Bernard Williams

Bernard Williams died in 2003. Thomas Nagel wrote about his posthumously published essays in the LRB of 11 May 2006.

Why Philosophy Needs History: On Truth

Bernard Williams, 17 October 2002

. . . our ideas of truthfulness are under a great deal of strain at present. On the one hand, we tend to be pervasively suspicious, anxious not to be fooled, eager to see through appearances to the real motives and structures that underlie them. On the other hand, there is an equally powerful suspicion about truth itself.

On Hating and Despising Philosophy

Bernard Williams, 18 April 1996

As long as there has been such a subject as philosophy, there have been people who hated and despised it.

Do not disturb

Bernard Williams, 20 October 1994

This is a book about therapeutic philosophy, the philosopher as doctor. It is a historical work, concerned with the schools of philosophy that developed in the Hellenistic period, the period in which, after the death of Alexander the Great in 323 BC, Greek culture adapted itself to existing in the large and loosely organised states that took the place of the independent city-states in which most Greek life had gone on in the Classical period. These schools continued to develop and to have influence in the Roman world, and indeed some of the principal sources on which Martha Nussbaum draws in her rich and interesting book were written in Latin. It is a work of scholarship, with many references and exegetical notes, but Nussbaum makes it very clear throughout that she regards the issues raised by these ancient styles of philosophy as urgent for us, and she sets out her claim for this in a fluent, unpedantic, and sometimes emotionally urgent style which invites us to get close to what these long dead teachers may have had at heart.

Drawing lines

Bernard Williams, 12 May 1994

Best known as an eloquent campaigner against pornography, Catharine MacKinnon is a lawyer – a Professor of Law at the University of Michigan Law School. Not all of this book (based on talks given at Princeton) sounds much like legal argument, and particularly when she is talking about pornography she gives a rhetorical display which may well have been breathtaking in the lecture hall. But the book does in fact offer a legal argument, one which is interesting, and also deeply American, in the sense that MacKinnon discusses the problems raised by pornography and also by speech that constitutes sexual or racial harassment in terms of American law and the American Constitution. MacKinnon herself does not accept those terms as presently defined, and her book is an eloquent plea to Americans to move beyond what she sees as the prejudiced limitations of current doctrine, in particular of current liberal doctrine. As a plea to Americans, it takes for granted several aspects of American discussions. Some of this a British reader may find rather bewildering.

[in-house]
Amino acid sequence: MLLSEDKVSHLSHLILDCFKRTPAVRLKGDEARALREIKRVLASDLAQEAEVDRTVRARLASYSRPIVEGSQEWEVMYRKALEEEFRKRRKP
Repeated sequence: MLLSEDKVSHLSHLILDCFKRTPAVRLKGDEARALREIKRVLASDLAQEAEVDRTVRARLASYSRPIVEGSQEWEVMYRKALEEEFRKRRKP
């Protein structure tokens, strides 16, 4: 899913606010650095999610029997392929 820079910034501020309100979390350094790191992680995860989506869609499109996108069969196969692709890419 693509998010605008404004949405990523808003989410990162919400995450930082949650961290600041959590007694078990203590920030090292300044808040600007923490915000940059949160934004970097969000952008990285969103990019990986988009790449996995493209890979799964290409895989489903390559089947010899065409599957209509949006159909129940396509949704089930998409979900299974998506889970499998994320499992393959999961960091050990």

Freer than others

Bernard Williams, 18 November 1993

Every modern state and every modern political philosophy believes in equality of something. As Amartya Sen points out in this book, even libertarians, who think that there should be no politically imposed limits on what people may retain of what they gain without force or fraud, believe in the equal right to exert oneself in the market and not to be taxed. Those who think that more effortful or productive or responsible work deserves higher rewards think that this principle should be applied equally to all citizens. The important issue, then, as Sen has helpfully insisted over many years, is not whether we are in favour of equality, but rather: equality of what?

He​ ‘understands what you’re going to say better than you understand it yourself’, Gilbert Ryle said of the young Bernard Williams, ‘and sees all the possible objections...

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One can believe in moral progress without accusing past ages of wickedness or stupidity (though there is plenty of both in all ages). Perhaps progress can occur only through a series of historical stages,...

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‘Spinozist’ used to be what ‘Postmodernist’ is now, the worst thing one intellectual could call another. For reasons explained in Jonathan Israel’s fascinating The...

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Are we any better?

Gisela Striker, 19 August 1993

The Sather lecturers are invited by the Department of Classics at Berkeley, but they are not always Classicists in a narrow sense. Bernard Williams rightly and proudly points to the precedent of...

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Paul Seabright, 5 September 1985

Bernard Williams’s new book is the nearest thing to a systematic and comprehensive discussion of moral philosophy we can hope for from someone who thinks a yearning for systematic and...

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Human Welfare

Paul Seabright, 18 August 1983

‘It’s pretty hard to tell what does bring happiness: poverty and wealth have both failed,’ says Kin Hubbard’s creation Abe Martin. Since the pursuit of ‘the greatest...

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Against Simplicity

Stuart Hampshire, 18 February 1982

The surprising title, first attached to one essay among the 13 here collected, does suggest the theme that holds the book together. Much of the argument in the various essays is a many-sided...

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